The problem with duplicate data: it can lead to issues that you may not be aware of until you’re knee-deep. It is then that the task of de-duping the database becomes absolutely necessary.
Not only is there a monetary cost associated with correcting duplicate records, but this data may also cause relationships with donors and supporters to suffer.
For nonprofits looking to make the most of their data, continue on to see how duplicate records in your database may be costing you.
A Refresher on Data Hygiene
If you’re unfamiliar with this term, data hygiene is relatively straightforward as it prioritizes the integrity of your data. By all accounts, your data should aim to be as true as it can be to rely upon for future use and analysis.
Your stored data must be both accurate and consistent, but also free from undocumented alteration. The trustworthiness of your data should never be questioned, so implementing a solution to maintain integrity is required.
Data hygiene is all about taking the necessary steps to ensure your data is accurate and reliable. To learn more on this subject, check out our previous blog post on data hygiene best practices.
In the end, “dirty” or unreliable data can lead to poor decision making. So, while you may be hesitant to address your duplicate data problem head-on, it can end up hurting you in the long run.
How Duplicate Records Occur
Before examining how duplicate records incur unforeseen costs, here are three scenarios which demonstrate how duplicates occur.
1. Scenario: A Simple Name Change
Let’s say you have a donor in their late 20’s with a deep affinity for your nonprofit and who has been involved for many years. They’ve volunteered regularly since their college days, making small contributions over time.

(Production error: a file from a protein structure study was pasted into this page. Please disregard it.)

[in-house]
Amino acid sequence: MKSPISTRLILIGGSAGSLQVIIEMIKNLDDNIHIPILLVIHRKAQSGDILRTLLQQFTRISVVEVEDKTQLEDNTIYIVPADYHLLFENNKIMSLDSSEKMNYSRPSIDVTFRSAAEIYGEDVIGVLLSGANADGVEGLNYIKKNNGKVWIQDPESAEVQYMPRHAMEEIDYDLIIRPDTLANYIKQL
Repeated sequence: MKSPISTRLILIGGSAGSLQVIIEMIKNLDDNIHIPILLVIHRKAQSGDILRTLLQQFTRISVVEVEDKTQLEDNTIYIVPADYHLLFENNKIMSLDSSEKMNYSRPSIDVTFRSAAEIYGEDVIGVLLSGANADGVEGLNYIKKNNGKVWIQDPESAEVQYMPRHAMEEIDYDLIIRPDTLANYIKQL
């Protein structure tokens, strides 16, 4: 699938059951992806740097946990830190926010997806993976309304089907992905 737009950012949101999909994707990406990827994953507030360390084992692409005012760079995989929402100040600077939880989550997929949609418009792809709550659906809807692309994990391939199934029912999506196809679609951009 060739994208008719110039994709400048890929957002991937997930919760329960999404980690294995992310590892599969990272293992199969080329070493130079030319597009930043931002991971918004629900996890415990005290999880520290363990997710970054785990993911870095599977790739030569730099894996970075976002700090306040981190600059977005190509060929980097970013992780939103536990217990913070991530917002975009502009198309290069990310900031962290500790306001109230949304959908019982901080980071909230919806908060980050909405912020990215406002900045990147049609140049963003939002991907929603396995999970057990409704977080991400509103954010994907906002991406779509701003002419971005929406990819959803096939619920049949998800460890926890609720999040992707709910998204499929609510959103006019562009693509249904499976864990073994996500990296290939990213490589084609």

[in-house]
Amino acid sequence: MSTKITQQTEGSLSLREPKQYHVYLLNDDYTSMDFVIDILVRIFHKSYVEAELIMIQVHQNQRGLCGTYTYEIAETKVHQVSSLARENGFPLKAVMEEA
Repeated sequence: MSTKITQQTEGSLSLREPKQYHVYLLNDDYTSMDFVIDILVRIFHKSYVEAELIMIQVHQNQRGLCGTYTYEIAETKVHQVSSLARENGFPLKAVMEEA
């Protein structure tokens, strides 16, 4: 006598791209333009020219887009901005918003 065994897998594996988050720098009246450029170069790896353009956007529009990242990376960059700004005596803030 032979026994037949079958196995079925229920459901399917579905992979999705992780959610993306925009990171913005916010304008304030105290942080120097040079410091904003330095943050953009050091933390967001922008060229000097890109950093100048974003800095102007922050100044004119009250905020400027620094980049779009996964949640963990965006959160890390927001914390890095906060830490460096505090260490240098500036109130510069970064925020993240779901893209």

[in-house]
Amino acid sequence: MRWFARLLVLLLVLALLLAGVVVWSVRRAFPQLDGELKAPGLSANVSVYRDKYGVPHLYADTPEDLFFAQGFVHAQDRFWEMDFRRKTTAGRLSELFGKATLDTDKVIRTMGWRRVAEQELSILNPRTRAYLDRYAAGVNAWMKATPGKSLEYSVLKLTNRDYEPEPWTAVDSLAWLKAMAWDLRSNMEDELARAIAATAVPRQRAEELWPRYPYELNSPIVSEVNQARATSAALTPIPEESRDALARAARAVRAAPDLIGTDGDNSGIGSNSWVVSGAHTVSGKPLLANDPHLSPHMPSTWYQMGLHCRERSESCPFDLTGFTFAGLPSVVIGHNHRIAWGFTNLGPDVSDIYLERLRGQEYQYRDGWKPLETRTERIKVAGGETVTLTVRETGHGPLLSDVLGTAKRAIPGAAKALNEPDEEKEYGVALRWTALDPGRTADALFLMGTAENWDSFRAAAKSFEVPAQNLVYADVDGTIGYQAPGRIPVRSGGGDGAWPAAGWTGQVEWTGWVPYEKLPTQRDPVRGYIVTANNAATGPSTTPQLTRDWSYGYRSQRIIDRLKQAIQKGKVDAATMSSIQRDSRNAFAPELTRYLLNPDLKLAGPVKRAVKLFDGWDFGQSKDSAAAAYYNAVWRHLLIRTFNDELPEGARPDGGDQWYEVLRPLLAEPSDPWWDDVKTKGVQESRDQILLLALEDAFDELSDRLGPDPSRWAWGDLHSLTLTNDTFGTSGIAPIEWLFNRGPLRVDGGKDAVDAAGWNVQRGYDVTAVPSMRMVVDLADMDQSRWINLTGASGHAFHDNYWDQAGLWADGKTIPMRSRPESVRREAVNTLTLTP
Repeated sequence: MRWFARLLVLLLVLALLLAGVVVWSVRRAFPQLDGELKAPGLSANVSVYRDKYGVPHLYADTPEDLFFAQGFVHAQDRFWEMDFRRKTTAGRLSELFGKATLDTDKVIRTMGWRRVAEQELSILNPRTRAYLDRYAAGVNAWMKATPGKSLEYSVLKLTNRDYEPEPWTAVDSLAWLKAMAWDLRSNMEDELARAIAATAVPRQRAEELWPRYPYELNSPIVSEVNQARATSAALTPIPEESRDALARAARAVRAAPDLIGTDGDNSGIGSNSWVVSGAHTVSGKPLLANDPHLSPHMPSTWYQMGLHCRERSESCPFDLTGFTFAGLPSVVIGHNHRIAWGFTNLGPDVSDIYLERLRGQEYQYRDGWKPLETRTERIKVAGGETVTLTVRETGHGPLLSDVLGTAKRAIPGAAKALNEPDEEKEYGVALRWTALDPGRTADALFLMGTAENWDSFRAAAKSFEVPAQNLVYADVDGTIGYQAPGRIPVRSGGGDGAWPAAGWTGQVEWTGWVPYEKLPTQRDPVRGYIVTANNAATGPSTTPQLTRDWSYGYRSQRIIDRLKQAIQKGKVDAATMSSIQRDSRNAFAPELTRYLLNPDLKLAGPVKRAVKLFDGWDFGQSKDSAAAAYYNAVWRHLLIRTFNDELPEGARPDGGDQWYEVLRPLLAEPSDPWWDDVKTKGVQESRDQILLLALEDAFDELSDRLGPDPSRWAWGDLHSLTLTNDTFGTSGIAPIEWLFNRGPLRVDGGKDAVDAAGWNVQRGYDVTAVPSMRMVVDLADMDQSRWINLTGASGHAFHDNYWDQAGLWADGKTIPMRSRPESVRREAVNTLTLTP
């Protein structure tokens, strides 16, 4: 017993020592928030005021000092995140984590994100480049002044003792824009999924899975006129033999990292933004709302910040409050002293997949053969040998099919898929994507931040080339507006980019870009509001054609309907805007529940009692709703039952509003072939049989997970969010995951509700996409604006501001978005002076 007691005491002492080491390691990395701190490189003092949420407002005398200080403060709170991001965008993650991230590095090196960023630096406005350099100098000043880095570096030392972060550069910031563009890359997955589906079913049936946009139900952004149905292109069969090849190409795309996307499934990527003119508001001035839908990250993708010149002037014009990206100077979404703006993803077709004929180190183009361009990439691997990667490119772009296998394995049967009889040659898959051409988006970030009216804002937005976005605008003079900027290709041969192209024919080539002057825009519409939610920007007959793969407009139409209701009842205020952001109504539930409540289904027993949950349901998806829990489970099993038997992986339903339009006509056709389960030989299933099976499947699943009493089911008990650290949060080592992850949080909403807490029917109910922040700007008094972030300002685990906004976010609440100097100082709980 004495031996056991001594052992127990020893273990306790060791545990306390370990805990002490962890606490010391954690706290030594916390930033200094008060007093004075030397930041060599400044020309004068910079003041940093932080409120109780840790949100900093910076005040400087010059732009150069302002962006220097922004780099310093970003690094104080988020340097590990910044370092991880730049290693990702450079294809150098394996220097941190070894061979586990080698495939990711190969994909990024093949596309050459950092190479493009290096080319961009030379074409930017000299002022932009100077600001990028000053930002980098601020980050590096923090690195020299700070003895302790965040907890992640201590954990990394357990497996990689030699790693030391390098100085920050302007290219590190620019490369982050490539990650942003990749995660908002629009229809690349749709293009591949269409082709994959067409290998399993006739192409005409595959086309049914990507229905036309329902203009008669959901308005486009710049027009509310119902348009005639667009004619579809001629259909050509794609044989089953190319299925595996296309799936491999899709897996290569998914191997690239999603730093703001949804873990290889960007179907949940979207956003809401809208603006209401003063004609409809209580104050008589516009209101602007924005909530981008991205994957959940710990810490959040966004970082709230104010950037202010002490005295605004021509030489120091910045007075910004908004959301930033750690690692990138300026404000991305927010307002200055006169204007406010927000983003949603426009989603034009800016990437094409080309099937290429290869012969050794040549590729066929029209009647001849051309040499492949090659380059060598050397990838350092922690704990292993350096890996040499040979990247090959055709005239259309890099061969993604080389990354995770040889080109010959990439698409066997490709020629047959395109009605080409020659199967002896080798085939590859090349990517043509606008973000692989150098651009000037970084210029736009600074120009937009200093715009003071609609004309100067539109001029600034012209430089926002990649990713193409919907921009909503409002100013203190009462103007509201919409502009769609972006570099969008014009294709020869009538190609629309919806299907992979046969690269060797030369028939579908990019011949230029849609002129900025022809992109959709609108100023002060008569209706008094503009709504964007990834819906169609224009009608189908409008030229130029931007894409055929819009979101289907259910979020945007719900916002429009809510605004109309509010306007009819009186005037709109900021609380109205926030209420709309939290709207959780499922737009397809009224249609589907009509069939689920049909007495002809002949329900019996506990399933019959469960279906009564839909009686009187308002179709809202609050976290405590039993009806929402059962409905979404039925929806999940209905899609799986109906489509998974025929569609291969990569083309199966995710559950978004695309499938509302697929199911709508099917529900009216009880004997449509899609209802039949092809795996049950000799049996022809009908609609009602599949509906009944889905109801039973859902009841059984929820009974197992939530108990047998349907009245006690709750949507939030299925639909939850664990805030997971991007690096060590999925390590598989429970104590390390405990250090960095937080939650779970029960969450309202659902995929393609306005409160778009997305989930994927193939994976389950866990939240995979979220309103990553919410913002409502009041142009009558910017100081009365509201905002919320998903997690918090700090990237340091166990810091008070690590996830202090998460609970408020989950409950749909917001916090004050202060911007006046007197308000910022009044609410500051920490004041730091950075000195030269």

Then one day, this young, working professional makes a considerable donation of $5,000. In the time since their last donation, this person got married and took the last name of their spouse. Despite this donor already being in the organization’s database, the outreach specialist went ahead and created a new entry, essentially erasing all of the information previously associated with this person.
2. Scenario: Digitizing Old Data
Although many nonprofits operate with the help of digital technology, some organizations are likely sitting on a gold mine of valuable data which simply needs to be digitized.
Take for example a private school that has an old records room filled with information about school alumni. Once the information has been entered manually into some kind of spreadsheet, the process would just be a simple import, right?
In this example, the school database administrator may have failed to create an appropriate method for combining this new set of data with their existing database. Because of this, the consolidation efforts inadvertently created hundreds of separate records for individuals already existing in the system.
3. Scenario: Merging Data from Multiple Sources
Organizations across the world must contend with the problems of having their data live in many different places; the same is certainly true for nonprofits.